A short call option position in which the writer does not own shares of underlying stock represented by the option contracts. Uncovered calls are much riskier for the writer than a covered call, where the writer of the uncovered call owns the underlying stock. If the buyer of a call exercises the option to call, the writer would be forced to buy the asset at the current market price. Also called a "naked" asset.
Copyright © 2012, Campbell R. Harvey. All Rights Reserved.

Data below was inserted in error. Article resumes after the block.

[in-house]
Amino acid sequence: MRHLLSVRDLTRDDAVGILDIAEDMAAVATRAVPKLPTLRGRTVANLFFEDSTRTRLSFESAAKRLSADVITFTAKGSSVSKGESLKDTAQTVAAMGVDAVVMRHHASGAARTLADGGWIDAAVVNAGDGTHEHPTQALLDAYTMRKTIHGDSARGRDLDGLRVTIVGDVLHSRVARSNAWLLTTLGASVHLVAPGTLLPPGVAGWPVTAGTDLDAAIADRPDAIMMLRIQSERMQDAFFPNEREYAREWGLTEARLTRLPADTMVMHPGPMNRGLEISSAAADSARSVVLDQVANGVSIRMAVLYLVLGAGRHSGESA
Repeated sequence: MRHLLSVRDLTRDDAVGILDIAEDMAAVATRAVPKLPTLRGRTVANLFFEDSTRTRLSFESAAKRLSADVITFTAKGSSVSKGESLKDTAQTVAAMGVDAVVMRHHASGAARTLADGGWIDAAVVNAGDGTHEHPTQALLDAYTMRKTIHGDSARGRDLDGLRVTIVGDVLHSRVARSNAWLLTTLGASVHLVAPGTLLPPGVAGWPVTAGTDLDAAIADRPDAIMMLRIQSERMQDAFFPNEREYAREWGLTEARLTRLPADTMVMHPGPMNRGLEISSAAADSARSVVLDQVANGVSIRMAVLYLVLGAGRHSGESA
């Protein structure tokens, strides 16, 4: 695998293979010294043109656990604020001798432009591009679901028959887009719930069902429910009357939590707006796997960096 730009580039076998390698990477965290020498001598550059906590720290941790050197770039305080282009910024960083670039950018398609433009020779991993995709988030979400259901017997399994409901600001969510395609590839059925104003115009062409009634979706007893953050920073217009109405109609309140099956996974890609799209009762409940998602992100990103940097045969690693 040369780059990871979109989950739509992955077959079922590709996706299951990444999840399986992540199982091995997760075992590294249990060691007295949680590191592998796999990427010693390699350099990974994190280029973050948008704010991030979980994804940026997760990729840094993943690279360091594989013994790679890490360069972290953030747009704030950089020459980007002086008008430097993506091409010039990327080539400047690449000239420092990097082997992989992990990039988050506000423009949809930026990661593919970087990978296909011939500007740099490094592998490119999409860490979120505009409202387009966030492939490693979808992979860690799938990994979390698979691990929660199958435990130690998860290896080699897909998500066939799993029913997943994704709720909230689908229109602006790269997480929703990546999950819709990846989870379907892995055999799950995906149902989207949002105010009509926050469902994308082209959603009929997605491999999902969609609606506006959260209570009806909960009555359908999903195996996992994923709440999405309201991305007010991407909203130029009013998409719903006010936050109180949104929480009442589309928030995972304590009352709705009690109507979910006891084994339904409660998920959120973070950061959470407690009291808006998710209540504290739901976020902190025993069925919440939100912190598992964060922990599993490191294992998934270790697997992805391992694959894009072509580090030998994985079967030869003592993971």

An investment strategy in which one sells a call without owning the underlying asset to hedge the risk. Unlike more complex spreads and straddles, which involve the purchase or sale of multiple options in order to profit in different ways, naked calls are straightforward calls. An investor using a naked call strategy makes a profit or loss depending on the movement of the underlying asset. The risk to a naked call is that the option will be exercised, requiring the seller to buy the underlying asset at the market price and then immediately sell it (usually at a loss) to fulfill the terms of the call. Naked calls are also called uncovered calls. See also: Covered Options. Naked Put.
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